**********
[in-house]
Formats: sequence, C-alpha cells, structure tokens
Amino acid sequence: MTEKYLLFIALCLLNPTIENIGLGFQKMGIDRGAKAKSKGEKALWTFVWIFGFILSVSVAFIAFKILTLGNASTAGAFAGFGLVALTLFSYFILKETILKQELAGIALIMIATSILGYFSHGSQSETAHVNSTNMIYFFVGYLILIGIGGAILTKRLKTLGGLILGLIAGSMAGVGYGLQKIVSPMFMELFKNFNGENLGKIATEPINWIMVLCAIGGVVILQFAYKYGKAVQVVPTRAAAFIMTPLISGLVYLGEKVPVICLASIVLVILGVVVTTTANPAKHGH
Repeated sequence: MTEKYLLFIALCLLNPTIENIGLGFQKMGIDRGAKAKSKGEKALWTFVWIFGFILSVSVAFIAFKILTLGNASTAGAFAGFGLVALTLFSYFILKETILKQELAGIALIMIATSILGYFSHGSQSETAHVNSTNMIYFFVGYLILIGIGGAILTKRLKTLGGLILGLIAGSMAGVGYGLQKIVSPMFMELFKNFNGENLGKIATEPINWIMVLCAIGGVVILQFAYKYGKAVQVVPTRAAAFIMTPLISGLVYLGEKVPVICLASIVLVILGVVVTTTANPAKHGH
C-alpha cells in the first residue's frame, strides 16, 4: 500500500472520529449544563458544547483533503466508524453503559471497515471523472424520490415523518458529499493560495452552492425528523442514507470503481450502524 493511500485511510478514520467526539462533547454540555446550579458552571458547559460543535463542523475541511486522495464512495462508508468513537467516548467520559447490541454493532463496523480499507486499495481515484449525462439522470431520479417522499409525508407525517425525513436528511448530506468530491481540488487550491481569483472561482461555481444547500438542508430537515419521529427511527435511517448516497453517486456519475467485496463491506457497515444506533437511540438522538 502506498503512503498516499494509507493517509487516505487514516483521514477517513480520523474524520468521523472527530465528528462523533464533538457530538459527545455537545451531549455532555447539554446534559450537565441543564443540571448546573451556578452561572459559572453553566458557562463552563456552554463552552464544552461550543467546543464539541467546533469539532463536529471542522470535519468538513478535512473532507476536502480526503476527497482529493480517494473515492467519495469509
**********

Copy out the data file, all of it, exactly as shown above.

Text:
[in-house]
Formats: sequence, C-alpha cells, structure tokens
Amino acid sequence: MTEKYLLFIALCLLNPTIENIGLGFQKMGIDRGAKAKSKGEKALWTFVWIFGFILSVSVAFIAFKILTLGNASTAGAFAGFGLVALTLFSYFILKETILKQELAGIALIMIATSILGYFSHGSQSETAHVNSTNMIYFFVGYLILIGIGGAILTKRLKTLGGLILGLIAGSMAGVGYGLQKIVSPMFMELFKNFNGENLGKIATEPINWIMVLCAIGGVVILQFAYKYGKAVQVVPTRAAAFIMTPLISGLVYLGEKVPVICLASIVLVILGVVVTTTANPAKHGH
Repeated sequence: MTEKYLLFIALCLLNPTIENIGLGFQKMGIDRGAKAKSKGEKALWTFVWIFGFILSVSVAFIAFKILTLGNASTAGAFAGFGLVALTLFSYFILKETILKQELAGIALIMIATSILGYFSHGSQSETAHVNSTNMIYFFVGYLILIGIGGAILTKRLKTLGGLILGLIAGSMAGVGYGLQKIVSPMFMELFKNFNGENLGKIATEPINWIMVLCAIGGVVILQFAYKYGKAVQVVPTRAAAFIMTPLISGLVYLGEKVPVICLASIVLVILGVVVTTTANPAKHGH
C-alpha cells in the first residue's frame, strides 16, 4: 500500500472520529449544563458544547483533503466508524453503559471497515471523472424520490415523518458529499493560495452552492425528523442514507470503481450502524 493511500485511510478514520467526539462533547454540555446550579458552571458547559460543535463542523475541511486522495464512495462508508468513537467516548467520559447490541454493532463496523480499507486499495481515484449525462439522470431520479417522499409525508407525517425525513436528511448530506468530491481540488487550491481569483472561482461555481444547500438542508430537515419521529427511527435511517448516497453517486456519475467485496463491506457497515444506533437511540438522538 502506498503512503498516499494509507493517509487516505487514516483521514477517513480520523474524520468521523472527530465528528462523533464533538457530538459527545455537545451531549455532555447539554446534559450537565441543564443540571448546573451556578452561572459559572453553566458557562463552563456552554463552552464544552461550543467546543464539541467546533469539532463536529471542522470535519468538513478535512473532507476536502480526503476527497482529493480517494473515492467519495469509